It's Gallico's concept of this final scene — an antisocial puppeteer using his puppets to beg a woman not to leave — that seems to have a hold on audiences. (Never mind that Tillstrom himself was a charming, handsome, gregarious gay man who clearly relished sharing the spotlight with his puppets!) It's commonly thought that Gallico adapted his Post short story into the novella Love of Seven Dolls, which Helen Deutsch then adapted into the screenplay for the movie Lili, which Michael Stewart then adapted into the libretto for the Broadway musical Carnival. All of these iterations end with the same basic scene.

One problem though: Lili premiered in 1953 but Love of Seven Dolls wasn't published until 1954. So how could the movie be inspired by the subsequent novella? It's clear that Lili was not simply adapted from The Man Who Hated People. While Lili and Seven Dolls are quite different in tone, they do share common story elements not to be found in The Man Who Hated, to an extent far beyond possible coincidence. In both Lili and Seven Dolls,  the setting is changed from an American TV studio to a French carnival. A young orphan girl, rejected by the carnival, is diverted from committing suicide by a charming puppet named Carrot Top. The girl's easy rapport with Carrot Top and the other puppets (including a raffish fox named Reynardo) makes this new act the hit of the carnival, although the girl hates the bitter, antisocial man who performs the puppets. But despite a possible romantic entanglement between the girl and another performer, the bond of love between girl and puppeteer ultimately prevails. (The name "Golo" also figures in both Lili and Seven Dolls; Golo is a puppet in the former, the puppeteer's assistant in the latter.)

There is a "missing link" in the chain of works that takes us from Kukla to Carnival, and which explains the common elements between Lili and Seven Dolls. That link is an unpublished story by Gallico entitled The Seven Souls of Clement O'Reilly. The credits for Lili state only that it is "based on a story by Paul Gallico", so it's understandably assumed that this story is either Man Who Hated or Seven Dolls. But the Clement O'Reilly title surfaces in August of 1951, where a syndicated newspaper story lists it as actress Pier Angeli's next film for MGM. Ralph Meeker and Fernando Lamas are later listed as cast members. Of course, this is the film that, with a different cast, would ultimately become Lili. In July of 1953, another newspaper story announcing the film's release notes that it is based on Gallico's original story The Seven Souls of Clement O'Reilly.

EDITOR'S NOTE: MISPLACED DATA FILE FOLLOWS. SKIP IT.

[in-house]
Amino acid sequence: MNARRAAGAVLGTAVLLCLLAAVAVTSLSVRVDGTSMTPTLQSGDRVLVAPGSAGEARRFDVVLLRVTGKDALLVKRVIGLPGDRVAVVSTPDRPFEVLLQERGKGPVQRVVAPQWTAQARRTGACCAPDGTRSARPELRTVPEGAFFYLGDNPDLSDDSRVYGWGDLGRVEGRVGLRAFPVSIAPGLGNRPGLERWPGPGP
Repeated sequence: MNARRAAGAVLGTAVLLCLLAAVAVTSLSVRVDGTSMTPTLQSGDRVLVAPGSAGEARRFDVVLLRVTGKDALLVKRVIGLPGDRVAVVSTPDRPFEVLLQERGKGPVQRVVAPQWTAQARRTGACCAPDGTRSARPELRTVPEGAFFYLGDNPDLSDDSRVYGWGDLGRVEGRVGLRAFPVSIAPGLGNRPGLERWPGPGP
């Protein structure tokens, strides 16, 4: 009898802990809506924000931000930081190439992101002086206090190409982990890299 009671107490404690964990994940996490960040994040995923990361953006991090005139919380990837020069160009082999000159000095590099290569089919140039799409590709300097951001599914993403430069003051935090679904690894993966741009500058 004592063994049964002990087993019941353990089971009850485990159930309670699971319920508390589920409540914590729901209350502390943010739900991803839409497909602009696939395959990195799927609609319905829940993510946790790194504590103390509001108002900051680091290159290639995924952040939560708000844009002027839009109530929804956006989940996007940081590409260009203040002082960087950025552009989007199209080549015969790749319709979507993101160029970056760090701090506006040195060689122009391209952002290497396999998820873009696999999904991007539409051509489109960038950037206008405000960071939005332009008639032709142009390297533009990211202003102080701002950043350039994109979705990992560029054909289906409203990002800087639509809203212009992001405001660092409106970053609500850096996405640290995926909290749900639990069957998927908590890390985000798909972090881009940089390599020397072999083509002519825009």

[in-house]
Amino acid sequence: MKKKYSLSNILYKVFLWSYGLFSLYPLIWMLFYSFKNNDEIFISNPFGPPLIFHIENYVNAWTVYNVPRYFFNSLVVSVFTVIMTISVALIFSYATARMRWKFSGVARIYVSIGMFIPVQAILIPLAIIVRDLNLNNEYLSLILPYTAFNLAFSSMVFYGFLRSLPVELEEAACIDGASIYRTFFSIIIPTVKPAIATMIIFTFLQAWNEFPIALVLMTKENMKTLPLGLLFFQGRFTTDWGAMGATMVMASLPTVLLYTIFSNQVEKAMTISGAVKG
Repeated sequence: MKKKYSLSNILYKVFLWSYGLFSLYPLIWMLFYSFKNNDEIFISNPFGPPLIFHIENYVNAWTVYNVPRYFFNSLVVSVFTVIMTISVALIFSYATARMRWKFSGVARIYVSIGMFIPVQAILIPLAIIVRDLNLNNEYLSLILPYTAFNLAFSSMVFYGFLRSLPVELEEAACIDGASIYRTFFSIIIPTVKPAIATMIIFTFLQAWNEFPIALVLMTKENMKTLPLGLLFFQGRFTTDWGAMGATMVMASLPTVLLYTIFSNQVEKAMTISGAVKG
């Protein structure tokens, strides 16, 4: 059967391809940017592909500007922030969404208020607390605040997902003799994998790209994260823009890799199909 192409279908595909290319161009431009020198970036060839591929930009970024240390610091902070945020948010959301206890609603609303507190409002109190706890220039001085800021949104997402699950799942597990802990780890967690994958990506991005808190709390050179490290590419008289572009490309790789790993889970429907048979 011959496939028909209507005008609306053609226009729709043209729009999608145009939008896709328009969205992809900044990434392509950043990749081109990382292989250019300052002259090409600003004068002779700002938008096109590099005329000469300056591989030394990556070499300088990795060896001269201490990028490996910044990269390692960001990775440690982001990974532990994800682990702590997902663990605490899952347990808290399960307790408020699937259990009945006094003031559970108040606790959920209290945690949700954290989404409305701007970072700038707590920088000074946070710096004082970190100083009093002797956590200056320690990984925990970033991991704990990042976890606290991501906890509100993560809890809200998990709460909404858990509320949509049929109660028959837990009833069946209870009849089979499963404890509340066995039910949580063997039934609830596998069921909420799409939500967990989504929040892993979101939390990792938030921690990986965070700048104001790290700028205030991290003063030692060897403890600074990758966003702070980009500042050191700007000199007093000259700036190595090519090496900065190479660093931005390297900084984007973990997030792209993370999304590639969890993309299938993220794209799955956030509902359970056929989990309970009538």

So it seems clear that Gallico first adapted The Man Who Hated People into The Seven Souls of Clement O'Reilly. This is where the French carnival setting came into play, and all the other elements that Seven Dolls shares with Lili. He then adapted Clement O'Reilly into his Seven Dolls novella. (Note that the puppeteer in Seven Dolls, named Michel Peyrot, inherited the "wiry reddish hair" one might expect from someone named "O'Reilly".) Helen Deutsch adapted Clement O'Reilly into Lili, adding her own plot points, and renamed the puppeteer Paul Berthalet. And finally, Lili was adapted into Carnival. While this task was first attempted by Deutsch herself, the musical's director Gower Champion was unhappy with the results, and brought in Michael Stewart for the job.

But interestingly, while Carnival is officially credited as "based on material by Helen Deutsch", buried in the original Playbill program it also states "Carnival was originally based upon a story entitled The Seven Souls of Clement O'Reilly by Paul Gallico." The Paul Gallico papers are housed at Columbia University; perhaps the O'Reilly story is in there?